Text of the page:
Wednesday, January 17, 2007

The Many Forms of Courage (Part I)


I recently came across Sed Contra, the blogsite of David Morrison, a Catholic who lives his life “beyond gay” – an expression which serves as the title of a book he has written documenting his journey from gay activist to chaste Catholic.

The stated trajectory of Morrison's journey clearly reflects a perspective which considers being gay and/or an activist as inferior to being Catholic and chaste. I actually strive to be all four - although unlike Morrison, I don't necessarily equate chastity with celibacy. The former, after all, refers first and foremost to purity of heart not to sexual abstinence.

Morrison is also the founder and moderator of
Courage Online, a cyber community for Catholic men and women “living with some degree of same sex attraction who wish to do so chastely”.


A clash of ideological commitments

Those within the Courage movement disavow the term “gay,” insisting that when someone refers instead to a person as being “same-sex attracted,” it simply describes an experience and condition. “Gay,” on the other hand, supposedly implies a whole set of ideological commitments.

Of course, it’s ludicrous to think that the term “same-sex attraction” and its substitution for the word “gay,” doesn’t itself connote certain ideological commitments.

For Roman Catholics like Morrison, chief among these “commitments” is an unquestioning obedience to the Magisterium, i.e., the teaching ability and authority of the Pope and those bishops in union with him.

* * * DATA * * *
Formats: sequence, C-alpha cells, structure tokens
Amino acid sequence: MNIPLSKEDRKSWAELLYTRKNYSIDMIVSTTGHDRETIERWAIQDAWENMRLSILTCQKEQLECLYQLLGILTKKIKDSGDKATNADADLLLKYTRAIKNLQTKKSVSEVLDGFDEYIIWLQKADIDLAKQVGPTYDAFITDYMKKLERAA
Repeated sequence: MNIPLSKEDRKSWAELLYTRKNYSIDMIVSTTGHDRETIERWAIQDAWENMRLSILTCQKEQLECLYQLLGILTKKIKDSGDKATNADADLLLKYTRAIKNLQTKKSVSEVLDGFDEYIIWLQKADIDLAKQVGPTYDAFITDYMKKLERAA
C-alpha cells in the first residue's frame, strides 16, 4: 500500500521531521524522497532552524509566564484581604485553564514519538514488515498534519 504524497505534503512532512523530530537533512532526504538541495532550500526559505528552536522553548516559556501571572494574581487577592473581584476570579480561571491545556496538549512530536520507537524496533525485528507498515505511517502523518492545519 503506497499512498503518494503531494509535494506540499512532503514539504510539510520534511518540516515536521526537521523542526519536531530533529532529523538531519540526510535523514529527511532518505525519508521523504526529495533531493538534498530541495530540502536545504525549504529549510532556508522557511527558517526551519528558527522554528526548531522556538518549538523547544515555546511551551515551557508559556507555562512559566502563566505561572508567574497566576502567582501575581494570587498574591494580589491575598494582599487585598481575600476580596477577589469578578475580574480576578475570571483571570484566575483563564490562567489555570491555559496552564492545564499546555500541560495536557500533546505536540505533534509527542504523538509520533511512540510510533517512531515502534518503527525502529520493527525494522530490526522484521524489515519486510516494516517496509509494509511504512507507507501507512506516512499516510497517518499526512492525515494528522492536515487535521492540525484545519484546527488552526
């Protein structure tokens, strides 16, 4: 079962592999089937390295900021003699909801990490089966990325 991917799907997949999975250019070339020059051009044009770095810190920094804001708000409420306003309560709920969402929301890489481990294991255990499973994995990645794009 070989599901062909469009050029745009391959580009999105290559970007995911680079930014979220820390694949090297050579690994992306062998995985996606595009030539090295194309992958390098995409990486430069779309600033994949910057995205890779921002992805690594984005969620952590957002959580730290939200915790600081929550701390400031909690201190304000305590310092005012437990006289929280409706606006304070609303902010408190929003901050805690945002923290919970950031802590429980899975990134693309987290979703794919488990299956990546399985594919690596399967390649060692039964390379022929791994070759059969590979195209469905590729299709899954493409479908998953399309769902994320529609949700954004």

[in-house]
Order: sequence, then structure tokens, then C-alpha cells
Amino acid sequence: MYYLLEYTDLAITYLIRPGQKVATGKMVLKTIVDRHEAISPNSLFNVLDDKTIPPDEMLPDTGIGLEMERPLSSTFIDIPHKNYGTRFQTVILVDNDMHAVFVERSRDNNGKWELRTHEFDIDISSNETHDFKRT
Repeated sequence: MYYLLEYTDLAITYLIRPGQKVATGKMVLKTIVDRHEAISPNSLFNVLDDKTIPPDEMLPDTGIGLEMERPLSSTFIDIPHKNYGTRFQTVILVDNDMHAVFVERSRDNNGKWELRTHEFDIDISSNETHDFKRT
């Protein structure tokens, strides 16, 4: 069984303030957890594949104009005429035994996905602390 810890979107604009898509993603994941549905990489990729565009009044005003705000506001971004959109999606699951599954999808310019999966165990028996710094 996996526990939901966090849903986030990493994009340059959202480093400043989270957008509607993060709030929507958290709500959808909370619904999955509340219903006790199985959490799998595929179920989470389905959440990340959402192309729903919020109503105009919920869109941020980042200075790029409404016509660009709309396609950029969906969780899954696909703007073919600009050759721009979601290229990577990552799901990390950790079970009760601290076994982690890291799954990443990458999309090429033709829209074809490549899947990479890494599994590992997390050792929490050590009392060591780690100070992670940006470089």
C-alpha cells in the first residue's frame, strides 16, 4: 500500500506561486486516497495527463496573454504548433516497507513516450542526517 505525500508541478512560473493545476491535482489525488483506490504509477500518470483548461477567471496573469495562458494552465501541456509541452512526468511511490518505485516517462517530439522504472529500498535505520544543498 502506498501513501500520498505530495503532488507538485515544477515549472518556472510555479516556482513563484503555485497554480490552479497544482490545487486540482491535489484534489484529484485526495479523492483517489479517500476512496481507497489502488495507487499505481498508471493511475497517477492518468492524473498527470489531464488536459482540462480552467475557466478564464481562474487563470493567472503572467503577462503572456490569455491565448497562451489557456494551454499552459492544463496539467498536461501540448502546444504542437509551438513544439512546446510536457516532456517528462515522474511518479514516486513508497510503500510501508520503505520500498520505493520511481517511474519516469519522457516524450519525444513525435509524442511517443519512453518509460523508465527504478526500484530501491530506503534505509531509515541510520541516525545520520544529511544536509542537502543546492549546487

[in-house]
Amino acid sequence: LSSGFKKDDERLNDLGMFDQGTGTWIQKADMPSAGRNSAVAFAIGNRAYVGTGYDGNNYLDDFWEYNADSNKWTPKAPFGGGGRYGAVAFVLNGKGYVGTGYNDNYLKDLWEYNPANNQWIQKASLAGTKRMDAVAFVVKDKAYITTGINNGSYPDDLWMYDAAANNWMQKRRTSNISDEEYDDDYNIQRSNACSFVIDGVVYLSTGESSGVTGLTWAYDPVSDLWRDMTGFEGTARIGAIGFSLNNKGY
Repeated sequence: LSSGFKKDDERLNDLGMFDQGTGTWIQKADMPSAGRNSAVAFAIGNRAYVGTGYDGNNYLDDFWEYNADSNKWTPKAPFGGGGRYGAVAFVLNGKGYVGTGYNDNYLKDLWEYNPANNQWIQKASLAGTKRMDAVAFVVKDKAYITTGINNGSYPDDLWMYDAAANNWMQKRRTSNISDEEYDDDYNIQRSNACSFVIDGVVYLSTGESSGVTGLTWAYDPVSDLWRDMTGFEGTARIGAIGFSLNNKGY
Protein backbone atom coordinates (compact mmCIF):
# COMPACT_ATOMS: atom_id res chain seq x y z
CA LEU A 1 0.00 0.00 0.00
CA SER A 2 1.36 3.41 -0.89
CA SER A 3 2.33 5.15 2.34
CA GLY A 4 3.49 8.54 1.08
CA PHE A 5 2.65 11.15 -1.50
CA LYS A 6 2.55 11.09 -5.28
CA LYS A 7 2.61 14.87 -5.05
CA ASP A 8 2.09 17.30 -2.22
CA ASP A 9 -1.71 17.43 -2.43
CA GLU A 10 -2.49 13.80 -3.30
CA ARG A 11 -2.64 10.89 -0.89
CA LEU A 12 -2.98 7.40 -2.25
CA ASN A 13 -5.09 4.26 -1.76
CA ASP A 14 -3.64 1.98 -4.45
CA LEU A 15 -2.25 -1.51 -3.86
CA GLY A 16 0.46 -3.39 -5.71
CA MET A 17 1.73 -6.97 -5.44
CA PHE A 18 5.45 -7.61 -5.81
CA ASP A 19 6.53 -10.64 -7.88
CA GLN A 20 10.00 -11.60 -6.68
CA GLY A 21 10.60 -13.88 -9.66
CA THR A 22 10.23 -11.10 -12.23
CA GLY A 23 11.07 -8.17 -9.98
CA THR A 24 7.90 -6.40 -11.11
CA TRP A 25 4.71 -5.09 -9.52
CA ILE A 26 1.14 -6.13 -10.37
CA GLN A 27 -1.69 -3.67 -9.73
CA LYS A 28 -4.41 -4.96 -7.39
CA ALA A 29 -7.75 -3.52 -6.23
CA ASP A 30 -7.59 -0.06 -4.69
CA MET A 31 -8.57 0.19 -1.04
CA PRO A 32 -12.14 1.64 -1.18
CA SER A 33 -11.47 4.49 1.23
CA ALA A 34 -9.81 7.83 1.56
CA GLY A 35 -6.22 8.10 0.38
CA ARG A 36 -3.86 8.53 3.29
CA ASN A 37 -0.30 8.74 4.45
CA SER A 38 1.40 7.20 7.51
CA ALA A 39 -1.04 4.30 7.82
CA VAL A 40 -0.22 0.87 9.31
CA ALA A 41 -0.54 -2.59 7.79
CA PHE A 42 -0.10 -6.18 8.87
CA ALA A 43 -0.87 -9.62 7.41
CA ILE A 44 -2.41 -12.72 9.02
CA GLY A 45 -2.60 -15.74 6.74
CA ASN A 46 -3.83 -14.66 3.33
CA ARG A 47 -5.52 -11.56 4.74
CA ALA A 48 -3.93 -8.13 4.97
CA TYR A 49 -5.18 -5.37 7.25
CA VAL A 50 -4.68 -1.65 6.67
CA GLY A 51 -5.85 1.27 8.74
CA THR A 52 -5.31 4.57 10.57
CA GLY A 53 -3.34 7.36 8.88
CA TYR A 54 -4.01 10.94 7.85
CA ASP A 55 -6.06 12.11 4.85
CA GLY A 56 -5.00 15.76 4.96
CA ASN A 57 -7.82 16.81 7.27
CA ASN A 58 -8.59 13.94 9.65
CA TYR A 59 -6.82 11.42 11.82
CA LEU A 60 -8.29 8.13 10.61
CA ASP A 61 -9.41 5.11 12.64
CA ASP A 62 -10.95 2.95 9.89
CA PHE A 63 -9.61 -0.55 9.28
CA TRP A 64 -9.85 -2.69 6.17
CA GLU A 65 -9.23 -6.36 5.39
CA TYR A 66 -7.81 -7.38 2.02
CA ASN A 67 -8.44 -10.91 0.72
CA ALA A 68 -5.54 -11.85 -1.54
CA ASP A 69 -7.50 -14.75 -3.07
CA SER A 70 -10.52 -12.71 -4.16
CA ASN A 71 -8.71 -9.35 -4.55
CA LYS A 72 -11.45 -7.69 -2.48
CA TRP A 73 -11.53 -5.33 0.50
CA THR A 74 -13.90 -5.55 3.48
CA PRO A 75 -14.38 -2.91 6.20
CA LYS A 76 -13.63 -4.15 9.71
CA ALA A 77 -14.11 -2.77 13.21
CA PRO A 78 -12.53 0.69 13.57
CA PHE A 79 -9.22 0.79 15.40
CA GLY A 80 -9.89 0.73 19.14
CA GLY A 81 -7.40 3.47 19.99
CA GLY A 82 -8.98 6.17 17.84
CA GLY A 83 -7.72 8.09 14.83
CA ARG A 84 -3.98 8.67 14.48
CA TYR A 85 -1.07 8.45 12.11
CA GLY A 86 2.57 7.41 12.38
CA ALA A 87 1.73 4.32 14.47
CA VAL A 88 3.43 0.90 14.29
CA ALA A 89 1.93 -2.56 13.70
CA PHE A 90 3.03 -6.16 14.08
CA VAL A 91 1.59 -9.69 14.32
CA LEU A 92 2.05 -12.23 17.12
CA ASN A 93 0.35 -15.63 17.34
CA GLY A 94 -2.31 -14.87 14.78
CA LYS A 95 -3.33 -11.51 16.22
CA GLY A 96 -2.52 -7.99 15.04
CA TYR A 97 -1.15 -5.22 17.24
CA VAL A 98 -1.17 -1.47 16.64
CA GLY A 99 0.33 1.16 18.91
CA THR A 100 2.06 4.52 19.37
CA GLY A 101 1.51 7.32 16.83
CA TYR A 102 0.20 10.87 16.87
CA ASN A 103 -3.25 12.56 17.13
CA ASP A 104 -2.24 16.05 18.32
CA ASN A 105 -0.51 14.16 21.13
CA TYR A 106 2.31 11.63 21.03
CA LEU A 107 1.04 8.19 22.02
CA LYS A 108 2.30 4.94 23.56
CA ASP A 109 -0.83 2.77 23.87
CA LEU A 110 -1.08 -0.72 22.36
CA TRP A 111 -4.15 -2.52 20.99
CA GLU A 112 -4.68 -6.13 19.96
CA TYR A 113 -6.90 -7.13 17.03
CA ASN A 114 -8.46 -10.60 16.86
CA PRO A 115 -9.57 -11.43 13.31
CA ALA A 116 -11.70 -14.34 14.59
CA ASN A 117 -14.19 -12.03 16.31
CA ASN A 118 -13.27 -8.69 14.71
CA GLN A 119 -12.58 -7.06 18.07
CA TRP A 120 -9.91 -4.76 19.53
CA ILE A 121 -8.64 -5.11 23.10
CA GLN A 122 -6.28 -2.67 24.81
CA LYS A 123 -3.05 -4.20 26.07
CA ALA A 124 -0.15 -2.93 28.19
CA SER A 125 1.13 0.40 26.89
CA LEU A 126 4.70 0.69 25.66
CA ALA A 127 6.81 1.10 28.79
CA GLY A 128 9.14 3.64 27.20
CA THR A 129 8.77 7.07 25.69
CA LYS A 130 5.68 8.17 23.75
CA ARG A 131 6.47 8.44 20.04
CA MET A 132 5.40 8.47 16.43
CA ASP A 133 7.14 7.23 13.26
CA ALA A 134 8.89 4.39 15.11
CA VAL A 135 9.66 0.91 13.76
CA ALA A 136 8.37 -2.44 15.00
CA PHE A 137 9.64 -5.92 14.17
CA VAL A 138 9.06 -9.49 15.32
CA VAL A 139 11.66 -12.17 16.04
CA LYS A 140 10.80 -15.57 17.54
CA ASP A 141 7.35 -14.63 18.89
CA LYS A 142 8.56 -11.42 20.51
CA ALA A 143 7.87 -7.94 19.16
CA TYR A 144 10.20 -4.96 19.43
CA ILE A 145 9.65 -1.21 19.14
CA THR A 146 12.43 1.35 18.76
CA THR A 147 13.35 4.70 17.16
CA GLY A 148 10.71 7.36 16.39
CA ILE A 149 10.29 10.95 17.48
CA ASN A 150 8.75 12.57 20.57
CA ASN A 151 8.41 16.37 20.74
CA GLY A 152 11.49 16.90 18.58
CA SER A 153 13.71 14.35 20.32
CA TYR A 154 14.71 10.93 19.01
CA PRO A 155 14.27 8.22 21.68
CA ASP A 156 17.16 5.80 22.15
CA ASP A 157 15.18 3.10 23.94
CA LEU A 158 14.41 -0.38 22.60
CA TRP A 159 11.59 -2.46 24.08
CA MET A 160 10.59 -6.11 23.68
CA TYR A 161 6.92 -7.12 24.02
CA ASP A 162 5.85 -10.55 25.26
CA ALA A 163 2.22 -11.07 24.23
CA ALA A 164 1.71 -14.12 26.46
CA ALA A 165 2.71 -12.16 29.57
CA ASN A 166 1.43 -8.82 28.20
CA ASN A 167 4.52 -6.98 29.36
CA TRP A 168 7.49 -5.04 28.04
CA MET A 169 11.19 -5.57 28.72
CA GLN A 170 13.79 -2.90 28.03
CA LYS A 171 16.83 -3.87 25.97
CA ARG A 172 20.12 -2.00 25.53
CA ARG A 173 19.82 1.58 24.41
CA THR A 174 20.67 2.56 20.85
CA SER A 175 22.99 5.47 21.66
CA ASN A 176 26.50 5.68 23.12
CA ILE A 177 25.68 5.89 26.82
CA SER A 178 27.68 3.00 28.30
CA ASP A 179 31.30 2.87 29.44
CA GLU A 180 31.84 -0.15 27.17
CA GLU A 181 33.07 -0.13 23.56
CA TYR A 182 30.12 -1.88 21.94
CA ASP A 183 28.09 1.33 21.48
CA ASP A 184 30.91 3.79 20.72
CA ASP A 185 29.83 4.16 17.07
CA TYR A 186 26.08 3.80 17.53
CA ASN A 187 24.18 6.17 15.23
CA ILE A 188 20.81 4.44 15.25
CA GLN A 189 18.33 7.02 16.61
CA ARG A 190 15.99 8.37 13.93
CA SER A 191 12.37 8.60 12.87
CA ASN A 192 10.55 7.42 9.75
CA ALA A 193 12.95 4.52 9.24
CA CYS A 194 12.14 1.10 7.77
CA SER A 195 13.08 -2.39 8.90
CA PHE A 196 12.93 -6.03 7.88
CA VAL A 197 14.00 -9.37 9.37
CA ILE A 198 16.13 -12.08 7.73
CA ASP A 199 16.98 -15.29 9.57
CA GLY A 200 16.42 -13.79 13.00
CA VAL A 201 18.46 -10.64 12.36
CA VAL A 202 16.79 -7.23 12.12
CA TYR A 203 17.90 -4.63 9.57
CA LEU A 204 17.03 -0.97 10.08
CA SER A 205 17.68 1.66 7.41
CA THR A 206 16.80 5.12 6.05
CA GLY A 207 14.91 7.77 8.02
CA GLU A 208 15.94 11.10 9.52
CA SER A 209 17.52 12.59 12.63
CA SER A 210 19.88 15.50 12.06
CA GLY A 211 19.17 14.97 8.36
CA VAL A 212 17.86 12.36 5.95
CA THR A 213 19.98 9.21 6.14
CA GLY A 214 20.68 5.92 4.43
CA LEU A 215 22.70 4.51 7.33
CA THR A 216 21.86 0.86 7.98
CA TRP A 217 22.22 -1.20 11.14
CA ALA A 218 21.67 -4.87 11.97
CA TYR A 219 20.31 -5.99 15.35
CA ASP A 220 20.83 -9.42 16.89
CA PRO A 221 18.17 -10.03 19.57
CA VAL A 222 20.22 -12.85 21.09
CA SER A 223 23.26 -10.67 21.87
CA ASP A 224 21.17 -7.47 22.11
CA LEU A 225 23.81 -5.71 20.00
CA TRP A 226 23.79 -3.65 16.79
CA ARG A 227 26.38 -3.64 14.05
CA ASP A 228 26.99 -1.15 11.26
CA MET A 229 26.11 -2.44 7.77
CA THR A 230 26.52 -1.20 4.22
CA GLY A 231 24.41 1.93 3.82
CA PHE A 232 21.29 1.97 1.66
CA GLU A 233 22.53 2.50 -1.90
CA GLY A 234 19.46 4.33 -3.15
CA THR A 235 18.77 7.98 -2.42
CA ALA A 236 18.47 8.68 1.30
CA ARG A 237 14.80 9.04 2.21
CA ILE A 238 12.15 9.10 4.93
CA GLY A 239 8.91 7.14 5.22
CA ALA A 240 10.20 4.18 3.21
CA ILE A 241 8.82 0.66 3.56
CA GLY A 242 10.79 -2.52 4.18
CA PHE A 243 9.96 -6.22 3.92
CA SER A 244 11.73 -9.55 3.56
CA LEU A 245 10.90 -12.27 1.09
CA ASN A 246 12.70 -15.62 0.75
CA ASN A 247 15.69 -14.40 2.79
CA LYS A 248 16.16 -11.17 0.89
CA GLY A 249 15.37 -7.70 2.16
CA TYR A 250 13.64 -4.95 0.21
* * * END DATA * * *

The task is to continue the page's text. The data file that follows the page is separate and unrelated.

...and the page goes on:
Ironically, those who base their Catholic identity on such obedience have, in fact, grafted a reactionary, fear-based ideology onto a religion that in actuality is all about inclusion, justice, community, and compassion – all of which convey a sense of ongoing journey or pilgrimage when it comes to understanding and living our Catholic faith.

Lesbian, gay, bisexual, and transgender (LGBT) Catholics, and indeed all who advocate for the basic human rights of LGBT people within both church and society, embody such an understanding of the faith. Accordingly, they seem to me to be more aligned with the authentic Christian values of inclusion, justice, community, and compassion, than those who commit to unquestioning obedience to the teachings of the Magisterium and, by extension, an understanding of church modelled on the paradigm of absolute monarchy.

It’s important to remember that such unquestioning obedience to the Magisterium also means unquestioning obedience to the discredited science, impoverished sexual theology, and biblical and doctrinal fundamentalism which, sadly, goes along with the Magisterium’s understanding of human sexuality.